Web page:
LAS VEGAS, Nev. – Whether it’s a brass letter “R,” a baby grand piano or a hotel ice machine you desire, it’s all there inside the Riviera — for a price.
The Las Vegas Strip hotel-casino that once hosted Frank Sinatra, Liberace and other big-name performers closed May 4, and a liquidation sale opened to the public there Thursday.
The Riviera Hotel and Casino’s new owners — the Las Vegas Convention and Visitors Authority — plan to demolish the 60-year-old building by year’s end and replace it with an expanded convention centre.
That means everything in its 2,075 rooms has a price tag, and easily more than 1 million items are for sale, National Content Liquidators President Don Hayes said.
On Thursday morning, a line of people snaked around the Riviera as they waited for the chance to buy an $8 piece of hotel wall art, a $99 double-bed, a $25 well-worn pool lounge chair or a $2,200 roulette table without the wheel. Here’s a look at what else is inside:
For history buffs, employees and fans, the sale is a chance to own a piece of a Las Vegas fixture and explore “The Riv” and all its recesses, including a final peek at the suite Sinatra filled while he performed there.
Though the sale officially started Thursday, two groups got first dibs a day early: former Riviera workers and current employees of the convention and visitors authority. They snagged flat-screen TVs, vacuum cleaners, mini fridges and more.
For everyone else, admission is $10 per person during the first four days, which likely will be the busiest. After that, it’s free.
The sale continues through mid-June, or until everything is sold.
The Riviera is nothing if not a haven for brass accents, including the large three-tiered hexagonal chandelier affixed to the ceiling. The three price tags hanging from it add up to $4,300.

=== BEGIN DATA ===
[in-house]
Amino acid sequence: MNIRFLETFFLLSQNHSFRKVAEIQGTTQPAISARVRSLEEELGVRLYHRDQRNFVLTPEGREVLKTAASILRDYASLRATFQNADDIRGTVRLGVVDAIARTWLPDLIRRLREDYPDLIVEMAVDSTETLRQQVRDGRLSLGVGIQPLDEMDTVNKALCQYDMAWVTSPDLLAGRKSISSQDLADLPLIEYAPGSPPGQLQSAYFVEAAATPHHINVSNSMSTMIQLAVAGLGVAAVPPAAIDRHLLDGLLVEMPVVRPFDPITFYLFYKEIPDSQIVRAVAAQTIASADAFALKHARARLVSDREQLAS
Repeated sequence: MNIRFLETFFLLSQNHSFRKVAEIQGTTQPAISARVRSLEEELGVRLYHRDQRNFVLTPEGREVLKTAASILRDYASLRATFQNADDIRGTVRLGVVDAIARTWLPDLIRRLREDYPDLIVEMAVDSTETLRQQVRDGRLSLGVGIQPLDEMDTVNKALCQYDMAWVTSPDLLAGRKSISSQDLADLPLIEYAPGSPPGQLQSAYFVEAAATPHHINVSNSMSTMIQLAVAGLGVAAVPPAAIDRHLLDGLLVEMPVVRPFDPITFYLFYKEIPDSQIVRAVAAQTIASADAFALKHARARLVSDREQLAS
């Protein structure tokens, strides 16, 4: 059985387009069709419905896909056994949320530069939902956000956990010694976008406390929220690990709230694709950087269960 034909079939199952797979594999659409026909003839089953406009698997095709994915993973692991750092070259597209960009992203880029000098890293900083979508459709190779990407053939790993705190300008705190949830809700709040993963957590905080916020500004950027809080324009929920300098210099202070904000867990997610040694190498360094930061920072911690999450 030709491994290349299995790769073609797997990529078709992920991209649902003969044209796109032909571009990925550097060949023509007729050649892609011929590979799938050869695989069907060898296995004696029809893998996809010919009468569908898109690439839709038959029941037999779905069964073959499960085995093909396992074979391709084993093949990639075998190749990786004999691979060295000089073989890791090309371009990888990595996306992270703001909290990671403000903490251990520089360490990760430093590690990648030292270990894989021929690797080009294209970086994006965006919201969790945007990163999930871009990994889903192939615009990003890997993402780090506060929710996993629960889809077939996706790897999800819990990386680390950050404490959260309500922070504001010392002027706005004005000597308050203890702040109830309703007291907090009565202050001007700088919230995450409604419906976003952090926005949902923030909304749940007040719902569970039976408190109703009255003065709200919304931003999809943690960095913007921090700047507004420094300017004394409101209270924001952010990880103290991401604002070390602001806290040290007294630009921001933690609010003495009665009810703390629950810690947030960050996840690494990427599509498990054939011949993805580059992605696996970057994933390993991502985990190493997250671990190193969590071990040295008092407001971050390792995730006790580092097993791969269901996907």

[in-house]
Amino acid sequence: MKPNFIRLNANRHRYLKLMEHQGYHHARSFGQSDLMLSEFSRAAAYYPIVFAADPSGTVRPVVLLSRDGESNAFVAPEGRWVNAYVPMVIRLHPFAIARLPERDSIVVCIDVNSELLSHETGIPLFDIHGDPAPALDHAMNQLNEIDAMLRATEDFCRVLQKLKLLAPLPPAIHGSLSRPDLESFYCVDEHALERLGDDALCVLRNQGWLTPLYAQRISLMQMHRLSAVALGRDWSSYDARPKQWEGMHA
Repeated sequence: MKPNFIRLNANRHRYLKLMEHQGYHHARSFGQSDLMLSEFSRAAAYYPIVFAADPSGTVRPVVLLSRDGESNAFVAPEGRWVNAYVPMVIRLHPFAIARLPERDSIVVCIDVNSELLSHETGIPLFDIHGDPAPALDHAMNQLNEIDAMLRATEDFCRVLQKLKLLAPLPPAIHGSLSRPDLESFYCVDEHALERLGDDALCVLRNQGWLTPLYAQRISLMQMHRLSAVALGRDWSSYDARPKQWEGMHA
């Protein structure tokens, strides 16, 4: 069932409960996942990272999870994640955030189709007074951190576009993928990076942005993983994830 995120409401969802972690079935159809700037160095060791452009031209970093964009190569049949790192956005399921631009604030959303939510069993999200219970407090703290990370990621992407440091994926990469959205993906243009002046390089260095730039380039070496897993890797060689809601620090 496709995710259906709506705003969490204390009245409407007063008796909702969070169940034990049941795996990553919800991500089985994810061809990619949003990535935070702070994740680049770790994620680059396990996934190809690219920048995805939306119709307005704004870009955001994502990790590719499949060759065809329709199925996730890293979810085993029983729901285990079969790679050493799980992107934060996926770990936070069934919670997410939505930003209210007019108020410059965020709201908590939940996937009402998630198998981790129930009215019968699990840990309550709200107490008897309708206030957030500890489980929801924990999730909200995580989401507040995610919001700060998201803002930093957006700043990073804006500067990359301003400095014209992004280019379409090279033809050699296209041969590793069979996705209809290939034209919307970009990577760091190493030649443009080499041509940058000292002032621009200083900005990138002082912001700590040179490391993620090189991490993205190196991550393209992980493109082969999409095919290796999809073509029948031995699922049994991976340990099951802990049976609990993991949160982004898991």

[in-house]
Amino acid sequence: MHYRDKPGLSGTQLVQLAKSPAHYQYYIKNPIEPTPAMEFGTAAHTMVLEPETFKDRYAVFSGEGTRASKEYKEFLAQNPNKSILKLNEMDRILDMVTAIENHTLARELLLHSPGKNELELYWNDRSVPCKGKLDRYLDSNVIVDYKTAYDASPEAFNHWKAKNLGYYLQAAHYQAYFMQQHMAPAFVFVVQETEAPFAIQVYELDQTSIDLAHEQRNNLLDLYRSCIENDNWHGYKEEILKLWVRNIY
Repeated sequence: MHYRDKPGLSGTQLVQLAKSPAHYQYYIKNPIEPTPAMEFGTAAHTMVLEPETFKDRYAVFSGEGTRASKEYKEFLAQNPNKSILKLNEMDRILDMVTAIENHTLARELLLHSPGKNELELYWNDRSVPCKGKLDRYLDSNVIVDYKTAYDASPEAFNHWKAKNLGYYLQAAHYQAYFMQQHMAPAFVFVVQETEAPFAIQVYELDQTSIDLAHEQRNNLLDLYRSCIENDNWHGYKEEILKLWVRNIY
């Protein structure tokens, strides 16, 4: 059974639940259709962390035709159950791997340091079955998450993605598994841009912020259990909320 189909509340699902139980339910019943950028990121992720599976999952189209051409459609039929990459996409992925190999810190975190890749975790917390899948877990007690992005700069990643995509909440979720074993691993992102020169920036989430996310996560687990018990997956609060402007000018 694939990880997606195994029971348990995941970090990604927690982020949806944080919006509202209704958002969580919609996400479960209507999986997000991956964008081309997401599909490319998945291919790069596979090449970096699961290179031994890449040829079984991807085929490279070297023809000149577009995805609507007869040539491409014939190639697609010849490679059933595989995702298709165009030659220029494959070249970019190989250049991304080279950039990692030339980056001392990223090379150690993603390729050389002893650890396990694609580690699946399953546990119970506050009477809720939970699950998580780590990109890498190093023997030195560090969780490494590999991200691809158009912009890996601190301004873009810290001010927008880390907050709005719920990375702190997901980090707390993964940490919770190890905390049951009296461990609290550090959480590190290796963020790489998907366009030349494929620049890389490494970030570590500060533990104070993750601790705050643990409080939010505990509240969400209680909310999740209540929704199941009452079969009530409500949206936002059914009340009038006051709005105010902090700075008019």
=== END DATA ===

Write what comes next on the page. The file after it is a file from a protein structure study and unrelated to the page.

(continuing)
Hayes said his company would shut off electricity to the light fixture, but it would be up to any would-be buyer to get it loose from the ceiling and take it home.
Otherwise, “it’ll be there when the building goes down,” he said.
The company acted quickly to remove the brass “R” logos from the exterior doors the second the hotel closed. Hayes said they knew the letters would be popular buys when “everyone started trying to steal them.”
The letters — about 1 foot tall and 3 feet across — cost $350 each. Other items for sale include a baby grand piano for $6,200 and a hotel ice machine for $625.
Sean Caudill, 21, wanted one of the letters but decided they were too expensive.
Instead, he hunted for a glossy black-and-white photo of Joan Rivers in the Riviera’s comedy club, still lit by pink neon and with the baby grand on stage.
Caudill found treasures in one of The Riv’s “secret rooms,” an area that was the check-in counter until it was sealed off behind a temporary wall. There, neon squiggles still danced on the walls like ghosts where no one could see them.
The native Las Vegan said he would return to the sale with his 35-millimeter polaroid in tow to capture the casino-hotel’s last moments. Its last night open, he stayed and did cannonballs into the pool.
“This is Frank’s,” said Donna Henry, a former Riviera showroom usher, before she walked into the hotel room once inhabited by Sinatra.
In her 30 years working at the casino-hotel, she had never seen the two-bedroom suite. On Wednesday, she and fellow ushers Kyle Lihilihi and Daniel Rabena climbed into the empty Jacuzzi tub for a group photo to mark the occasion.
Rabena, arms outstretched, took it in.
“Frank Sinatra stood in this room,” he said.
For Henry, the last glimpse of the place she called home during many milestones was a sad one but also a chance to see some of her former co-workers one last time.
It also allowed her to claim the sign for the comedy club she was a part of from the time it opened in 1985 to when it closed this month.